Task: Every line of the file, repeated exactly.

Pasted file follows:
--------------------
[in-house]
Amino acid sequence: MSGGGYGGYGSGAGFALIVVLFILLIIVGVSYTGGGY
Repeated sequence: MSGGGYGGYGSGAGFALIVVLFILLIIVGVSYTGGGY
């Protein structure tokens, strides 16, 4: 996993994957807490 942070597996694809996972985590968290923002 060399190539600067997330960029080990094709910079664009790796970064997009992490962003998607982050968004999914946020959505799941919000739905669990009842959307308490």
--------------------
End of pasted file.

[in-house]
Amino acid sequence: MSGGGYGGYGSGAGFALIVVLFILLIIVGVSYTGGGY
Repeated sequence: MSGGGYGGYGSGAGFALIVVLFILLIIVGVSYTGGGY
């Protein structure tokens, strides 16, 4: 996993994957807490 942070597996694809996972985590968290923002 060399190539600067997330960029080990094709910079664009790796970064997009992490962003998607982050968004999914946020959505799941919000739905669990009842959307308490």